New Edition With a new chapter addressing contemporary issues in end-of-life care
A runaway bestseller and National Book Award winner, Sherwin Nuland's How We Die has become the definitive text on perhaps the single most universal human concern: death. This new edition includes an all-embracing and incisive afterword that examines the current state of health care and our relationship with life as it approaches its terminus. It also discusses how we can take control of our own final days and those of our loved ones.
Shewin Nuland's masterful How We Die is even more relevant than when it was first published.
A detailed reconstruction of Leonardo's emotional life from his earliest years, it represents Freud's first sustained venture into biography from a psychoanalytic perspective, and also his effort to trace one route that homosexual development can take.
In the tradition of "Passages" and "My Mother, My Self," this unique, personal, and ground-breaking "New York Times" best-seller -- the first of its kind -- explores the profound pain of mother loss among women and is available here for the first time in paperback. " When my mother died, I knew no woman my age who had experienced mother loss. I felt utterly and irrevocably alone. In college, where new friends knew only as much about me as I was willing to reveal, I told few people my mother had died. I searched the university library and local bookstoresfor writings about mother loss. In each book I found about mother-daughter relationships, I quickly flipped ahead to the chapter about a mother's death, but discovered they all assumed the reader would be in her forties or fifties when her mother dies. I was eighteen." --excerpt from "Motherless" Daughters.
Not only for motherless daughters, but for all women who want to better understand the mother/daughter relationship, this beautifully written work inspired an Anna Quindlen column; appeared in the "New York Times," Ingram, Barnes & Noble, and San Francisco best-seller lists; and received an extraordinary amount of media attention including a feature on The Today Show. Hope Edelman lost her mother to breast cancer when she was eighteen. Unable to find a book to help herunderstand and cope with that loss, she decided to write her own. She posted notices asking motherless women to share their experiences with her, and was unprepared for both the number of responses she received, and for their emotional intensity. Eventually meeting with 92 women and surveying 154 by mail, Hope was able to compare how mother loss affects daughters differently depending on their ages, their relationships to their mothers, their father's attitude, and the support or dependency of siblings. But more important Hope's book explores what these women share -- a void in their lives they cannot seem to fill. Their common experiences and insights will help motherless daughters, and those who care about them, come to better understand how this painful loss shapes lives forever.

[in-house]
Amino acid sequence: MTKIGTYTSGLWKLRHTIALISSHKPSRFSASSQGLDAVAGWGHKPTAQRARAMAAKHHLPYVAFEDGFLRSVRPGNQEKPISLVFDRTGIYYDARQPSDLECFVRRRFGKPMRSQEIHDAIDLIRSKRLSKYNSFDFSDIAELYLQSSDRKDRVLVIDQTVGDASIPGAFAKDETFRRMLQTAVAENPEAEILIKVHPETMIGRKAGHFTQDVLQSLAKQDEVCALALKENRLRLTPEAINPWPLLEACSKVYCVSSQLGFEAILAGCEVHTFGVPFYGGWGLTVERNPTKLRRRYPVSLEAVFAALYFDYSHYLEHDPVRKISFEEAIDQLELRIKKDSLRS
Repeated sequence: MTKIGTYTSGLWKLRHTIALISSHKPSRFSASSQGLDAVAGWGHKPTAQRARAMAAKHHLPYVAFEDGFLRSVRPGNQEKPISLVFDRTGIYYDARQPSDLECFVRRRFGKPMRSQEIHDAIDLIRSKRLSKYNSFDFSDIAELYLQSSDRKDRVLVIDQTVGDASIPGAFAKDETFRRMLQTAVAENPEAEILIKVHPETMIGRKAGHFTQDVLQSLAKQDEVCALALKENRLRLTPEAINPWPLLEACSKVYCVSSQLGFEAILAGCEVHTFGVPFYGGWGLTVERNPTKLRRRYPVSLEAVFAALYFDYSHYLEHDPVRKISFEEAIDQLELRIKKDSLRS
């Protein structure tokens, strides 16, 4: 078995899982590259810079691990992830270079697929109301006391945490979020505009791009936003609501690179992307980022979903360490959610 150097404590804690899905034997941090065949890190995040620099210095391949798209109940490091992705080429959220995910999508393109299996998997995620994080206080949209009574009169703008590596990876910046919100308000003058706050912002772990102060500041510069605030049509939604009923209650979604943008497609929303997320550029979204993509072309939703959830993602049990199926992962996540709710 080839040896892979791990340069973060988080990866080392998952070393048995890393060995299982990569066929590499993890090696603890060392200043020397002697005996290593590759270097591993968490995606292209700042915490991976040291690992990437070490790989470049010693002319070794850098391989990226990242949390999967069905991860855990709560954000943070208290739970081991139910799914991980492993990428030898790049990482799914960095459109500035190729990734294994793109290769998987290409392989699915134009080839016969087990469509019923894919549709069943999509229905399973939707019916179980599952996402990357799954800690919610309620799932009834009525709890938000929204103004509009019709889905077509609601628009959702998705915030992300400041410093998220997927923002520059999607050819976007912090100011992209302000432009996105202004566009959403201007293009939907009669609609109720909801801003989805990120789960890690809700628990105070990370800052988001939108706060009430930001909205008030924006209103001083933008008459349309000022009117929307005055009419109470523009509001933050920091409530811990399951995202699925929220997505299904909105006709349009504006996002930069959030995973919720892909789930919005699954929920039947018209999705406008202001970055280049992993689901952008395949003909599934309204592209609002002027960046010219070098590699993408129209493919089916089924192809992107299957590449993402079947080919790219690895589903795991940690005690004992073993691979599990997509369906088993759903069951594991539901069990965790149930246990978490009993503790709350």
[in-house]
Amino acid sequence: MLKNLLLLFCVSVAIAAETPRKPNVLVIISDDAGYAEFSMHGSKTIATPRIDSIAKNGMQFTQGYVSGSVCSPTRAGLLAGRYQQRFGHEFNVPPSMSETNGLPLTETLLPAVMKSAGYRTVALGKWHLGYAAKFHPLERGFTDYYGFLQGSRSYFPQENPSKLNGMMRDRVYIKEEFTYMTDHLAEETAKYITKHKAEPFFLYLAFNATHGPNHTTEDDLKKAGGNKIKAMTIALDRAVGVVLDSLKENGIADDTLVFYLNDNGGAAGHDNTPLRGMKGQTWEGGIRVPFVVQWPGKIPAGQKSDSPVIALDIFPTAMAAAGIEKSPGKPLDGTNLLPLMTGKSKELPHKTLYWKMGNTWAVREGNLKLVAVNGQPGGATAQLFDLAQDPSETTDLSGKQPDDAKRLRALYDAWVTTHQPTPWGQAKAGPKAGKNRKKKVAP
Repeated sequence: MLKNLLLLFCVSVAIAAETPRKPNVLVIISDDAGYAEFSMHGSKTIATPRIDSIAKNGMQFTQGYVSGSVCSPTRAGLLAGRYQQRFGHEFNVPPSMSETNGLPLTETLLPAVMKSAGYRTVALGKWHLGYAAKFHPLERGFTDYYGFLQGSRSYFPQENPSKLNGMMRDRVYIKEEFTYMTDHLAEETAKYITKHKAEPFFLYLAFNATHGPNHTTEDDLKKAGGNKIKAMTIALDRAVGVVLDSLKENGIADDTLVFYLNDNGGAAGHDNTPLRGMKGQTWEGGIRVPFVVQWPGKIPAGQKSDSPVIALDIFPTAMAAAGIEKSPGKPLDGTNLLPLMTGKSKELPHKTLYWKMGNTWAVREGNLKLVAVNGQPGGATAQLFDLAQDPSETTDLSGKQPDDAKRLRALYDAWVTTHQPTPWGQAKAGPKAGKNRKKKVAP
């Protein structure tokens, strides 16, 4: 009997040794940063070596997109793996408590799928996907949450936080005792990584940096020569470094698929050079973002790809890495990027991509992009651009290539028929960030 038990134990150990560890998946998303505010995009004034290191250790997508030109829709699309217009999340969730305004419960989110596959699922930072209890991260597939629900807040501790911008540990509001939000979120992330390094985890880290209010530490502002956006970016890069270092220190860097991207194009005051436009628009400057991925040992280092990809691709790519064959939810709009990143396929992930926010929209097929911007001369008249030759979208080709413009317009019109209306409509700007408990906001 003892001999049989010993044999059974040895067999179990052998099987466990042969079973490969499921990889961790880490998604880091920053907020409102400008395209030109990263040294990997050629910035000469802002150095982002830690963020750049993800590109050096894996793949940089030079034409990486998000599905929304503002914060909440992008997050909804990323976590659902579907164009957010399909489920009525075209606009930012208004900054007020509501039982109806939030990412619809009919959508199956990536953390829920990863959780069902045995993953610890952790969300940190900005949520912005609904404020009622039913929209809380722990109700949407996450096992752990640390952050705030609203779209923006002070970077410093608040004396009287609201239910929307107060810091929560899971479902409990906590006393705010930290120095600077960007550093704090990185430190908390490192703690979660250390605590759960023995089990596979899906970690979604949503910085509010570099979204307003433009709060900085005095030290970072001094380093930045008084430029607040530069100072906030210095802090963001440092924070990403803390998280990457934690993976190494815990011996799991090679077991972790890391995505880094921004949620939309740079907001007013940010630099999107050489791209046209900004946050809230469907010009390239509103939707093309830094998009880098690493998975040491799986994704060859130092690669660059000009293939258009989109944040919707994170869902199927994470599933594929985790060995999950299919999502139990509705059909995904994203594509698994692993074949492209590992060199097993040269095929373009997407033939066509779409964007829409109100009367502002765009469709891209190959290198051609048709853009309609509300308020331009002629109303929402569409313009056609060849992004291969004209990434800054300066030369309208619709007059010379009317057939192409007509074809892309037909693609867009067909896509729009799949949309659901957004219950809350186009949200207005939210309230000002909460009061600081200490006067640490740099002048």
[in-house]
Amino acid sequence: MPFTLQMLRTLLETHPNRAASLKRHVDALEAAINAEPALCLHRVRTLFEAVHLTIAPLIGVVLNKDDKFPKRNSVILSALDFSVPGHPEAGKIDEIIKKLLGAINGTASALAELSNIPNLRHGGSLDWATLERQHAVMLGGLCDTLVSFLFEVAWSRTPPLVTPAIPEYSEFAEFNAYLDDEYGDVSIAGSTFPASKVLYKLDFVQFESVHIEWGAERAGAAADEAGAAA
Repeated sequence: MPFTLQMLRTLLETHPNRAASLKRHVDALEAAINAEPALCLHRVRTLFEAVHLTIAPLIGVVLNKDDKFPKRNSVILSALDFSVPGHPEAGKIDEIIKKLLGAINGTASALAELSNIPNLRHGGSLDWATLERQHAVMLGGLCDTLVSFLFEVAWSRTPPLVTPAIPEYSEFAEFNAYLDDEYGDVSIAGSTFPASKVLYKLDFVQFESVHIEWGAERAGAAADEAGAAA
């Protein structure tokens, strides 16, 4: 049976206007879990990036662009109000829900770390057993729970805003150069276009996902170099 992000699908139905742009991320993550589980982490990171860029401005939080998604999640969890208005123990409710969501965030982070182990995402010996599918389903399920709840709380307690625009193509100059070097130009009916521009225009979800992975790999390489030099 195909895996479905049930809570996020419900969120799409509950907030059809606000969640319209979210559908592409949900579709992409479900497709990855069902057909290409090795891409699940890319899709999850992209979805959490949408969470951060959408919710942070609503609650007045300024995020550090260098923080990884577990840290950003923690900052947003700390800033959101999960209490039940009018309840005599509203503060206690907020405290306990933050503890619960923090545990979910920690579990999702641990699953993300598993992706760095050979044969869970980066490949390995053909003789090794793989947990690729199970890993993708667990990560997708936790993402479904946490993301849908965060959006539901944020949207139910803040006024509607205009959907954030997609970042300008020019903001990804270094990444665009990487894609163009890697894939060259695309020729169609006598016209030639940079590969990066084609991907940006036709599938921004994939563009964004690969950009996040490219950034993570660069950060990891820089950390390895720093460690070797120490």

Whether switching jobs or moving house, leaving school or retiring, change brings both opportunities and turmoil. Most of us struggle through such periods. This classic book shows how making a successful transition lets you recognize and seize new opportunities. Transitions has helped hundreds of thousands of readers to cope with changes by providing a road map of the transition process. With the understanding born of experience, William Bridges takes us step by step through the three stages of transition: Endings. Recognize endings as opportunities as well as losses, and even celebrate them with rituals designed to open new doors.The Neutral Zone. In this seemingly unproductive "time-out," we feel disconnected from the past and emotionally unconnected to the present. The most frightening stage of transition, the Neutral Zone is really an important time for reorientation.The New Beginning. A successful transition requires more than persevering: it means launching new priorities. Understand the external and internal signs that point the way to your future.
Describes sixteen basic personality types, argues that people try to reshape their spouses, children, friends, and coworkers into models of themselves, and discusses different styles of leadership
A TURNING POINT IN PSYCHOLOGY AND HUMAN HISTORY
Stanislav Grof, M.D., formerly a professor at Johns Hopkins University School of Medicine and founder of the International Transpersonal Association, has written many books, including 'Realms of the
An insightful and provocative meditation on how people can become more genuinely engaged and succesful in pursuing their goals. --Publisher's Weekly